We are continuing our series of student blogs with a number of reflections on the “Small Modernisms” symposium, a public event held at the Carleton Dominion-Chalmers Centre on May 12-13, 2022. The event was organized by Professors Michael Windover and Dustin Valen. The blogs were written by undergraduate students in the History and Theory of Architecture and Art History programs in Carleton’s School for Studies in Art and Culture.
By Moira Power
Earlier this year, professors Michael Windover and Dustin Valen approached me with an offer that neither I, nor fellow student Carson McLaren, could possibly refuse: an opportunity to challenge architectural historiography. Carson and I would not only attend but also take part in an inclusive and captivating symposium entitled “Small Modernisms.” Our task was to help challenge dominant architectural discourses, which tend to focus on the work of cisgender white men, by instead shedding light on underrepresented and silenced voices. From May 12–13, we would disregard names like Frank Lloyd Wright, Le Corbusier, and Louis Sullivan, in favour of names unbeknownst to us at the time, like Tela Purcell, Sandy Yep, and Les McAfee.
The organizers asked Carson and I to research, curate, and conduct an architectural walking tour of the 110-year-old building where the symposium was going to be held. As a student of art and architectural history, researching buildings and putting my research into words was not a foreign concept to me, but this experience was unique. The walking tour of the Carleton Dominion-Chalmers Centre (CDCC) we were asked to compose wasn’t about the architect, Alexander Cowper Hutchison. Neither was it about Romanesque Revival churches, nor about how the building’s architect used a steel structure to create soaring interior spaces, in a modern take on classicism. On the contrary, “Small Modernisms” set out to highlight often overlooked aspects of architectural history: how did individuals use the church building? For what purposes? And what role did the church play in shaping postwar Canadian society?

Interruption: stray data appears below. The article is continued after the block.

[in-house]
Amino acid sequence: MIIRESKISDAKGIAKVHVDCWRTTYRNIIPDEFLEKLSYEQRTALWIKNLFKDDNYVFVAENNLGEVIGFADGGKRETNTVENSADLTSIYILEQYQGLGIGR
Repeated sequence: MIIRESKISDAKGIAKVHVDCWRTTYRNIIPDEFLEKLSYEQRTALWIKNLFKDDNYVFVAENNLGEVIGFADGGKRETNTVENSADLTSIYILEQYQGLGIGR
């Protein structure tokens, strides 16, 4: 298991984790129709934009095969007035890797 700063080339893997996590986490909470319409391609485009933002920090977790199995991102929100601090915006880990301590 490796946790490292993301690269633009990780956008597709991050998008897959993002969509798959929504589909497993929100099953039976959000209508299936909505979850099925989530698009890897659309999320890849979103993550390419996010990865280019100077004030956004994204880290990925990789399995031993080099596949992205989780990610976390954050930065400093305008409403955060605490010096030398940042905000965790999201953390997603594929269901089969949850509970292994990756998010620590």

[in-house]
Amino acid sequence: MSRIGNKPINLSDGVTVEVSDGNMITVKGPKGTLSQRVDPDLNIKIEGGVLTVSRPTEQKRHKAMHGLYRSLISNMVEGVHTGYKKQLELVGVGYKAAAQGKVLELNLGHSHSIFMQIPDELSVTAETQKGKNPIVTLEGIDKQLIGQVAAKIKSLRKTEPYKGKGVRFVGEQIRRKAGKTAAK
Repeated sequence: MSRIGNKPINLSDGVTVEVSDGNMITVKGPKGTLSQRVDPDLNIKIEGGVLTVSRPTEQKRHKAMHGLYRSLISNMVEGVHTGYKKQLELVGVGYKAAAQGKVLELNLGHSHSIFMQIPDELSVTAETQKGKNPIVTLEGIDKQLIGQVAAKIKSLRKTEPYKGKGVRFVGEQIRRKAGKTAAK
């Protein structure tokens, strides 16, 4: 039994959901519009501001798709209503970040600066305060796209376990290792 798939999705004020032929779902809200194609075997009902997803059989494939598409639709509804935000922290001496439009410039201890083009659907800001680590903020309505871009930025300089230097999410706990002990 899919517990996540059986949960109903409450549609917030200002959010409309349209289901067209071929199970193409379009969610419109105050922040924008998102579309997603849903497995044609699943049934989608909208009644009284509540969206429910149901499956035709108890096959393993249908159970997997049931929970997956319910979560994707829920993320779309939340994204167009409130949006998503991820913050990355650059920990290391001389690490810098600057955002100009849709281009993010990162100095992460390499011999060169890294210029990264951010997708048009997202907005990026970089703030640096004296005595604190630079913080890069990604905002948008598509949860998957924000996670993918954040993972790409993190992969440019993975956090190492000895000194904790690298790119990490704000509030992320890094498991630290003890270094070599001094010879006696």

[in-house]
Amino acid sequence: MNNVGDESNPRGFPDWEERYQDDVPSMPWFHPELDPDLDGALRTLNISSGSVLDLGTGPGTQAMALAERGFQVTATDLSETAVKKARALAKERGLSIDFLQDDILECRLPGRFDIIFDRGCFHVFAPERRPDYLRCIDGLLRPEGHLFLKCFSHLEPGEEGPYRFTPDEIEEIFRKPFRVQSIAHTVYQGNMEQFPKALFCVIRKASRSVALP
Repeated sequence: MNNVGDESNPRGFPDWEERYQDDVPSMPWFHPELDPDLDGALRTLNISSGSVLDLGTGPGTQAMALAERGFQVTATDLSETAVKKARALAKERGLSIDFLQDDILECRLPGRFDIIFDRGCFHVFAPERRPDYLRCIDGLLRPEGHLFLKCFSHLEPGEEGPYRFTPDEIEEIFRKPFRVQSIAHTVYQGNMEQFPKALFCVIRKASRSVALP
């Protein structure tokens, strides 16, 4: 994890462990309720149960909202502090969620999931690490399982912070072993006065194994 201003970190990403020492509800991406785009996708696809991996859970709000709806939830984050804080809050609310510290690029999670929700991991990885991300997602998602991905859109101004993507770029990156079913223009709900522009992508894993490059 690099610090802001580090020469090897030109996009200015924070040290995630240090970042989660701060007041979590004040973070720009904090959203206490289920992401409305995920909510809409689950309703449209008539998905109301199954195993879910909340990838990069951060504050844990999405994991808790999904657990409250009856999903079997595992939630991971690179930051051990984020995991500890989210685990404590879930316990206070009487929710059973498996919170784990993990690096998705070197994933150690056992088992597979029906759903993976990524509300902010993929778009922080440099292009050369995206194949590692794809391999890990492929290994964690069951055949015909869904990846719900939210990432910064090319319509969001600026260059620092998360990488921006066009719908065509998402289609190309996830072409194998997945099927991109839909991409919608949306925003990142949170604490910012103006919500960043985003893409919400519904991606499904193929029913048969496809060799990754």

Planning the tour wasn’t easy. The pandemic halted ongoing digitization efforts at the CDCC’s archives, leaving records of the past to idle in storage. Thankfully, the director of the CDCC, Mara Brown, wouldn’t let that to stop us. With her help, we gathered the resources we needed to complete our research. This research phase was important since Carson and I wanted to connect spaces in the CDCC to the stories of people who used them. With over a century of history to cover, we decided the best way to produce an engaging, coherent tour was to divide the spaces and focus on stories that fell under two broad themes: “The Church as an Extension of the Domestic,” and “The Church as an Educational Space for Youth.”